[Show abstract][Hide abstract] ABSTRACT: We previously identified the ANC2 gene in a screen for mutations that enhance the defects caused by yeast actin mutations. Here we report that ANC2 is an essential gene that encodes a member of the TCP-1 family. TCP-1-related proteins are subunits of cytosolic heteromeric protein complexes referred to as chaperonins. These complexes can bind to newly synthesized actin and tubulin in vitro and can convert these proteins into an assembly-competent state. We show that anc2-1 mutants contain abnormal and disorganized actin structures, are defective in cellular morphogenesis, and are hypersensitive to the microtubule inhibitor benomyl. Furthermore, overexpression of wild-type Anc2p ameliorates defects in actin organization and cell growth caused by actin overproduction. Mutations in BIN2 and BIN3, two other genes that encode TCP-1-like proteins, also enhance the phenotypes of actin mutants. Taken together, these findings demonstrate that TCP-1-like proteins are required for actin and tubulin function in vivo.
Proceedings of the National Academy of Sciences 10/1994; 91(19):9116-20. · 9.81 Impact Factor
[Show abstract][Hide abstract] ABSTRACT: Null mutations in SAC6 and ABP1, genes that encode actin-binding proteins, failed to complement the temperature-sensitive phenotype caused by a mutation in the ACT1 gene. To identify novel genes whose protein products interact with actin, mutations that fail to complement act1-1 or act1-4, two temperature-sensitive alleles of ACT1, were isolated. A total of 14 extragenic noncomplementing mutations and 12 new alleles of ACT1 were identified in two independent screens. The 14 extragenic noncomplementing mutations represent alleles of at least four different genes, ANC1, ANC2, ANC3 and ANC4 (Actin NonComplementing). Mutations in the ANC1 gene were shown to cause osmosensitivity and defects in actin organization; phenotypes that are similar to those caused by act1 mutations. We conclude that the ANC1 gene product plays an important role in actin cytoskeletal function. The 12 new alleles of ACT1 will be useful for further elucidation of the functions of actin in yeast.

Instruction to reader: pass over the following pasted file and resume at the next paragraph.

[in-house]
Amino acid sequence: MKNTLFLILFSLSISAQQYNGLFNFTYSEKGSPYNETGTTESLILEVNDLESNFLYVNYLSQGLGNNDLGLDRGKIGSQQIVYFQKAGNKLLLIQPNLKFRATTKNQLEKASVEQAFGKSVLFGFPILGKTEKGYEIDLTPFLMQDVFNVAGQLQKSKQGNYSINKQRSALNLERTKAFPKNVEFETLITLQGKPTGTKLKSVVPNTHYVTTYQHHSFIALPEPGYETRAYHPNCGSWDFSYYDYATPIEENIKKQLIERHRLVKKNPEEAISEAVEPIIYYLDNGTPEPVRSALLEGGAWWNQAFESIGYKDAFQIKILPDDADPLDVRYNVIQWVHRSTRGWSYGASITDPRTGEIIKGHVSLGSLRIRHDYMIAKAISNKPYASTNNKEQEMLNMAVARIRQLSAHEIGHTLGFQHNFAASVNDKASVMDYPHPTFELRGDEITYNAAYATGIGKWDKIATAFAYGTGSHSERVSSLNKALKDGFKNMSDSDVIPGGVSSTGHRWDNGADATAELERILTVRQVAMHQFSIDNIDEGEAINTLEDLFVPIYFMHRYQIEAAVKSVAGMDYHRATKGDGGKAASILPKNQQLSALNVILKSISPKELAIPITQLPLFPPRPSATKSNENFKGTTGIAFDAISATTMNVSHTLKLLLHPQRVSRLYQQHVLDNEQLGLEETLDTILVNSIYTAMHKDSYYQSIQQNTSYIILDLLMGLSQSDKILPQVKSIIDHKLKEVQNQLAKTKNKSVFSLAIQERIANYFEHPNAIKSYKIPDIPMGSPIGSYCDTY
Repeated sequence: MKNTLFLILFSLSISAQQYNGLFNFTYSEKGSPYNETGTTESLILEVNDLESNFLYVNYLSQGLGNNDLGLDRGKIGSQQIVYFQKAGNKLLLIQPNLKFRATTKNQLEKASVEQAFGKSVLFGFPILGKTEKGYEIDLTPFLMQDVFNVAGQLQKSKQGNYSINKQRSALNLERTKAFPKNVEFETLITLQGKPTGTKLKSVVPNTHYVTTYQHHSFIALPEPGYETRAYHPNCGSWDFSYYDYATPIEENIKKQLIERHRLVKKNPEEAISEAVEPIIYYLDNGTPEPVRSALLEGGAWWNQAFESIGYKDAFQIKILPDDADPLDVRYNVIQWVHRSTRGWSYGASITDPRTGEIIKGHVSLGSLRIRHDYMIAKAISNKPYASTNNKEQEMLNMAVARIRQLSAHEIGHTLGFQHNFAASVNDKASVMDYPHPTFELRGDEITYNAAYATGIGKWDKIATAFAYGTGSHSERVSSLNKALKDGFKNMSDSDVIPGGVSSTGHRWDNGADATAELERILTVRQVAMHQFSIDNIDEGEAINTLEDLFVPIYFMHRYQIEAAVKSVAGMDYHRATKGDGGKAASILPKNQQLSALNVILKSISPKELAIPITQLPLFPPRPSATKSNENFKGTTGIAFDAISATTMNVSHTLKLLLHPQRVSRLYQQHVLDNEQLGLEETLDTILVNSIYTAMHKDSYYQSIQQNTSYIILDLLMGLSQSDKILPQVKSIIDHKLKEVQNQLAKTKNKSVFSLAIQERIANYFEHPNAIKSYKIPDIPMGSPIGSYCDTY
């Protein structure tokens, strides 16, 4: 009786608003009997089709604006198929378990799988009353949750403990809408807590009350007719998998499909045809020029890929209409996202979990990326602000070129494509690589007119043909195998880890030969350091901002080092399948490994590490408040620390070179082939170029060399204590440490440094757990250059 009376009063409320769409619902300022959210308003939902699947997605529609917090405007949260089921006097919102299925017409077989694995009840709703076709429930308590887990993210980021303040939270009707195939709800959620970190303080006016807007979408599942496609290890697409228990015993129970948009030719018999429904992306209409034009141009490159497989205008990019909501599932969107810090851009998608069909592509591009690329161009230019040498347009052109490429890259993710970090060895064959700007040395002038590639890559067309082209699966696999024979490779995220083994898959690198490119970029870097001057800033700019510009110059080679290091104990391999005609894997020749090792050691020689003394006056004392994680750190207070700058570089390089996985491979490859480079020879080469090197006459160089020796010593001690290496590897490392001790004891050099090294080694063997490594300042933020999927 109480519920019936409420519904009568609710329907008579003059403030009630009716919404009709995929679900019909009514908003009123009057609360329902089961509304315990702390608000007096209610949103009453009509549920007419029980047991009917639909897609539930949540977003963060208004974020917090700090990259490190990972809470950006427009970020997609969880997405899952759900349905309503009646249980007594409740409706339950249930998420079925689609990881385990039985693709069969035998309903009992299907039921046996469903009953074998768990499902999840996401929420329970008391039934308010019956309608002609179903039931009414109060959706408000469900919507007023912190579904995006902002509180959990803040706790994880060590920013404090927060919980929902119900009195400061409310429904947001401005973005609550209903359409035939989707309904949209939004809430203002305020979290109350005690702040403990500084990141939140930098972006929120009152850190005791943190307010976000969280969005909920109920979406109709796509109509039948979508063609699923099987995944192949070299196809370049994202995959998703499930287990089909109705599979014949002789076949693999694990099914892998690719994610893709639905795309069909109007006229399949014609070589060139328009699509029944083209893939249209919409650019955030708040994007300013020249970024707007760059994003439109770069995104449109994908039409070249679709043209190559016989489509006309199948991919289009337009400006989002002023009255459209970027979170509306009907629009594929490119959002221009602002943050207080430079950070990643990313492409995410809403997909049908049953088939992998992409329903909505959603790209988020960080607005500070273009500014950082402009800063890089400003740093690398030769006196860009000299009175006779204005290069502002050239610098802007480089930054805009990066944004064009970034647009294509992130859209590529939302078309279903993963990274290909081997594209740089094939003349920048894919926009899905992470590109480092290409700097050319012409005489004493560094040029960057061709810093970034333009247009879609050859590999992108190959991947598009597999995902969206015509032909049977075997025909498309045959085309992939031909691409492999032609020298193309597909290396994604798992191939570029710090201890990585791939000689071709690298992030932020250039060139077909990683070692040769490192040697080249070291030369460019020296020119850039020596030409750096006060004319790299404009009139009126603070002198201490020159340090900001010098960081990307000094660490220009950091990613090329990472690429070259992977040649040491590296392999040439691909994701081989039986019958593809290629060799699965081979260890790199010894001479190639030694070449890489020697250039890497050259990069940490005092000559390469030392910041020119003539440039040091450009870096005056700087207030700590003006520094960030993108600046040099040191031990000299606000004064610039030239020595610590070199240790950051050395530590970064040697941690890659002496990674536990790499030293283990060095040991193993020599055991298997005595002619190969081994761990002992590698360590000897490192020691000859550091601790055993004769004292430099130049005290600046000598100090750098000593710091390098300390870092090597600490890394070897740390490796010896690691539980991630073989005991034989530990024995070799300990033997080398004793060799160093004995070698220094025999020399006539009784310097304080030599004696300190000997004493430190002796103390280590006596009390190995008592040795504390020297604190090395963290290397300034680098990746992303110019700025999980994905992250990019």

[Show abstract][Hide abstract] ABSTRACT: We describe here genetic interactions between mutant alleles of Actin-NonComplementing (ANC) genes and actin (ACT1) or actin-binding protein (SAC6, ABP1, TPM1) genes. The anc mutations were found to exhibit allele-specific noncomplementing interactions with different act1 mutations. In addition, mutant alleles of four ANC genes (ANC1, ANC2, ANC3 and ANC4) were tested for interactions with null alleles of actin-binding protein genes. An anc1 mutant allele failed to complement null alleles of the SAC6 and TPM1 genes that encode yeast fimbrin and tropomyosin, respectively. Also, synthetic lethality between anc3 and sac6 mutations, and between anc4 and tpm1 mutations was observed. Taken together, the above results strongly suggest that the ANC gene products contribute to diverse aspects of actin function. Finally, we report the results of tests of two models previously proposed to explain extragenic noncomplementation.